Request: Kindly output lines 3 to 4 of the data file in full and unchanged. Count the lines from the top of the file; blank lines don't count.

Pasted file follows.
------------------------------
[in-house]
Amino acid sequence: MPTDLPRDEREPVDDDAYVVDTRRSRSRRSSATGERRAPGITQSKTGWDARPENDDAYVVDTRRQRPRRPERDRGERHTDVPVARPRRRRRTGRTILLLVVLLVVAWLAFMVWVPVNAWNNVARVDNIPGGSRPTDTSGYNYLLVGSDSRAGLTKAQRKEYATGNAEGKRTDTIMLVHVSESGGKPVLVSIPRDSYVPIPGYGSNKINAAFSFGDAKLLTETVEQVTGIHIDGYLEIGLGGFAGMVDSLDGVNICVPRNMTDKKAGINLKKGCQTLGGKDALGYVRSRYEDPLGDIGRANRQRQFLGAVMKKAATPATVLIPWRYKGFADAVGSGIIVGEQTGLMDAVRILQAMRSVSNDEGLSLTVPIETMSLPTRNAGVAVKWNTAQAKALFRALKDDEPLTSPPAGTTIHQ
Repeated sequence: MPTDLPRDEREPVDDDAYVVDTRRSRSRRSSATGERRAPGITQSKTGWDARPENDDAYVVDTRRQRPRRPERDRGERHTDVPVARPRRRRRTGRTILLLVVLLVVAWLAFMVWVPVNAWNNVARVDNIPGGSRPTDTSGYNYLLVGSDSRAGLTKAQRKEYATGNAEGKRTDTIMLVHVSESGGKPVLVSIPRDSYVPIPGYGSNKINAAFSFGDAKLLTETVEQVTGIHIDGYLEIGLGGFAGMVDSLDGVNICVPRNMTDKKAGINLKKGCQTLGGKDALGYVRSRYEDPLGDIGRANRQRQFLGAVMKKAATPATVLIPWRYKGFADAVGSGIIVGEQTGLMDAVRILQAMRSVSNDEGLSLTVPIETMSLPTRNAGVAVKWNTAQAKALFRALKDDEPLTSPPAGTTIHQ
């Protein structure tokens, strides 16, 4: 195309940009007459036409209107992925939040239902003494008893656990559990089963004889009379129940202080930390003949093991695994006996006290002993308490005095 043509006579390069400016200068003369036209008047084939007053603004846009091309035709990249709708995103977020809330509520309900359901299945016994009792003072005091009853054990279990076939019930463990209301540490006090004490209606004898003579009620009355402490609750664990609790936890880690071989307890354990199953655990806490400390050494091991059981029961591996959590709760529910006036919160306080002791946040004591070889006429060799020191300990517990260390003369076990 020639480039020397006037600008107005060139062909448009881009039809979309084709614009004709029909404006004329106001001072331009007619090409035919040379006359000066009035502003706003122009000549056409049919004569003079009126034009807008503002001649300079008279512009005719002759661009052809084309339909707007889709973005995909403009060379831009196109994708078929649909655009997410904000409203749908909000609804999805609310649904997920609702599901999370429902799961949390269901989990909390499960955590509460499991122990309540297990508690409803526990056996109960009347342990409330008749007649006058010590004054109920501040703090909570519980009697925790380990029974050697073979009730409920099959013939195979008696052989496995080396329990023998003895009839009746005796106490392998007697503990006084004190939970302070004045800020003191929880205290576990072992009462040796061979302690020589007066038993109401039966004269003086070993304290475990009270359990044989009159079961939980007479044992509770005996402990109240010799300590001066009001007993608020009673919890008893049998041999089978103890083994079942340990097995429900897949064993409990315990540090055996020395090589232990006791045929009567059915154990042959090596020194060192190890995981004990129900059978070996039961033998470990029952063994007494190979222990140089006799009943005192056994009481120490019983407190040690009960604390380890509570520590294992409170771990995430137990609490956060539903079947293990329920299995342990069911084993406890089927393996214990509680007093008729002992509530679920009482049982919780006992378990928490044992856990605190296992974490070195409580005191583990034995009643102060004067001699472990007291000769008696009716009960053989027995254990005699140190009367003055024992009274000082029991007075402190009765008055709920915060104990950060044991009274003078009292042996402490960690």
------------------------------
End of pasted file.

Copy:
Repeated sequence: MPTDLPRDEREPVDDDAYVVDTRRSRSRRSSATGERRAPGITQSKTGWDARPENDDAYVVDTRRQRPRRPERDRGERHTDVPVARPRRRRRTGRTILLLVVLLVVAWLAFMVWVPVNAWNNVARVDNIPGGSRPTDTSGYNYLLVGSDSRAGLTKAQRKEYATGNAEGKRTDTIMLVHVSESGGKPVLVSIPRDSYVPIPGYGSNKINAAFSFGDAKLLTETVEQVTGIHIDGYLEIGLGGFAGMVDSLDGVNICVPRNMTDKKAGINLKKGCQTLGGKDALGYVRSRYEDPLGDIGRANRQRQFLGAVMKKAATPATVLIPWRYKGFADAVGSGIIVGEQTGLMDAVRILQAMRSVSNDEGLSLTVPIETMSLPTRNAGVAVKWNTAQAKALFRALKDDEPLTSPPAGTTIHQ
């Protein structure tokens, strides 16, 4: 195309940009007459036409209107992925939040239902003494008893656990559990089963004889009379129940202080930390003949093991695994006996006290002993308490005095 043509006579390069400016200068003369036209008047084939007053603004846009091309035709990249709708995103977020809330509520309900359901299945016994009792003072005091009853054990279990076939019930463990209301540490006090004490209606004898003579009620009355402490609750664990609790936890880690071989307890354990199953655990806490400390050494091991059981029961591996959590709760529910006036919160306080002791946040004591070889006429060799020191300990517990260390003369076990 020639480039020397006037600008107005060139062909448009881009039809979309084709614009004709029909404006004329106001001072331009007619090409035919040379006359000066009035502003706003122009000549056409049919004569003079009126034009807008503002001649300079008279512009005719002759661009052809084309339909707007889709973005995909403009060379831009196109994708078929649909655009997410904000409203749908909000609804999805609310649904997920609702599901999370429902799961949390269901989990909390499960955590509460499991122990309540297990508690409803526990056996109960009347342990409330008749007649006058010590004054109920501040703090909570519980009697925790380990029974050697073979009730409920099959013939195979008696052989496995080396329990023998003895009839009746005796106490392998007697503990006084004190939970302070004045800020003191929880205290576990072992009462040796061979302690020589007066038993109401039966004269003086070993304290475990009270359990044989009159079961939980007479044992509770005996402990109240010799300590001066009001007993608020009673919890008893049998041999089978103890083994079942340990097995429900897949064993409990315990540090055996020395090589232990006791045929009567059915154990042959090596020194060192190890995981004990129900059978070996039961033998470990029952063994007494190979222990140089006799009943005192056994009481120490019983407190040690009960604390380890509570520590294992409170771990995430137990609490956060539903079947293990329920299995342990069911084993406890089927393996214990509680007093008729002992509530679920009482049982919780006992378990928490044992856990605190296992974490070195409580005191583990034995009643102060004067001699472990007291000769008696009716009960053989027995254990005699140190009367003055024992009274000082029991007075402190009765008055709920915060104990950060044991009274003078009292042996402490960690």